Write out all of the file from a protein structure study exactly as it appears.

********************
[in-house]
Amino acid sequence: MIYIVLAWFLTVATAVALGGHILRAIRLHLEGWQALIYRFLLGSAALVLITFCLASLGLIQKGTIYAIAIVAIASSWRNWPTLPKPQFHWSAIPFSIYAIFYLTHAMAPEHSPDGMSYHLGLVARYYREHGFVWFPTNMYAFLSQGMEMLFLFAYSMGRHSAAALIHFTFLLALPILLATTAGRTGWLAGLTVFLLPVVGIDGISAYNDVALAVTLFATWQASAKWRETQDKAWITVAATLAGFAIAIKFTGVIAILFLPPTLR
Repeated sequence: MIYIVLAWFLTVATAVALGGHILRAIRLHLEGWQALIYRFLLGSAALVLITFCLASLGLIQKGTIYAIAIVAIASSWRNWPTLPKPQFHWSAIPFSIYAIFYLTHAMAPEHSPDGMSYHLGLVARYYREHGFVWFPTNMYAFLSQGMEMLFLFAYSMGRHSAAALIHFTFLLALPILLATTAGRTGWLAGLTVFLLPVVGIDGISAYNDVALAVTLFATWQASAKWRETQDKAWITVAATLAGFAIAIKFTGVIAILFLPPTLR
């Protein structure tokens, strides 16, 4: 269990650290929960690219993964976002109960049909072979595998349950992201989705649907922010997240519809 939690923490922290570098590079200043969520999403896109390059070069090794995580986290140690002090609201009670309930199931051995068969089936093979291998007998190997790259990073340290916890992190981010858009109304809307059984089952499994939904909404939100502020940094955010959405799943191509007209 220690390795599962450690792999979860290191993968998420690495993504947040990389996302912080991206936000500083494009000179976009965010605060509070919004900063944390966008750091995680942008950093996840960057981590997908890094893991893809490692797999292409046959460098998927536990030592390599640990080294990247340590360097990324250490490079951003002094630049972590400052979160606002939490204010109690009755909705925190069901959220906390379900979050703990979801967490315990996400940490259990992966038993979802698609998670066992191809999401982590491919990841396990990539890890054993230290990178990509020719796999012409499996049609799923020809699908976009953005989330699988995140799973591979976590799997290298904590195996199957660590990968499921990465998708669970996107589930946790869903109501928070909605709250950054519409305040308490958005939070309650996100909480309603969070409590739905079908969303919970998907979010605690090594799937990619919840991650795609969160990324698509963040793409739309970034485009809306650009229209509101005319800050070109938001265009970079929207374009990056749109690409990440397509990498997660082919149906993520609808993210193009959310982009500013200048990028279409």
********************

[in-house]
Amino acid sequence: MIYIVLAWFLTVATAVALGGHILRAIRLHLEGWQALIYRFLLGSAALVLITFCLASLGLIQKGTIYAIAIVAIASSWRNWPTLPKPQFHWSAIPFSIYAIFYLTHAMAPEHSPDGMSYHLGLVARYYREHGFVWFPTNMYAFLSQGMEMLFLFAYSMGRHSAAALIHFTFLLALPILLATTAGRTGWLAGLTVFLLPVVGIDGISAYNDVALAVTLFATWQASAKWRETQDKAWITVAATLAGFAIAIKFTGVIAILFLPPTLR
Repeated sequence: MIYIVLAWFLTVATAVALGGHILRAIRLHLEGWQALIYRFLLGSAALVLITFCLASLGLIQKGTIYAIAIVAIASSWRNWPTLPKPQFHWSAIPFSIYAIFYLTHAMAPEHSPDGMSYHLGLVARYYREHGFVWFPTNMYAFLSQGMEMLFLFAYSMGRHSAAALIHFTFLLALPILLATTAGRTGWLAGLTVFLLPVVGIDGISAYNDVALAVTLFATWQASAKWRETQDKAWITVAATLAGFAIAIKFTGVIAILFLPPTLR
């Protein structure tokens, strides 16, 4: 269990650290929960690219993964976002109960049909072979595998349950992201989705649907922010997240519809 939690923490922290570098590079200043969520999403896109390059070069090794995580986290140690002090609201009670309930199931051995068969089936093979291998007998190997790259990073340290916890992190981010858009109304809307059984089952499994939904909404939100502020940094955010959405799943191509007209 220690390795599962450690792999979860290191993968998420690495993504947040990389996302912080991206936000500083494009000179976009965010605060509070919004900063944390966008750091995680942008950093996840960057981590997908890094893991893809490692797999292409046959460098998927536990030592390599640990080294990247340590360097990324250490490079951003002094630049972590400052979160606002939490204010109690009755909705925190069901959220906390379900979050703990979801967490315990996400940490259990992966038993979802698609998670066992191809999401982590491919990841396990990539890890054993230290990178990509020719796999012409499996049609799923020809699908976009953005989330699988995140799973591979976590799997290298904590195996199957660590990968499921990465998708669970996107589930946790869903109501928070909605709250950054519409305040308490958005939070309650996100909480309603969070409590739905079908969303919970998907979010605690090594799937990619919840991650795609969160990324698509963040793409739309970034485009809306650009229209509101005319800050070109938001265009970079929207374009990056749109690409990440397509990498997660082919149906993520609808993210193009959310982009500013200048990028279409």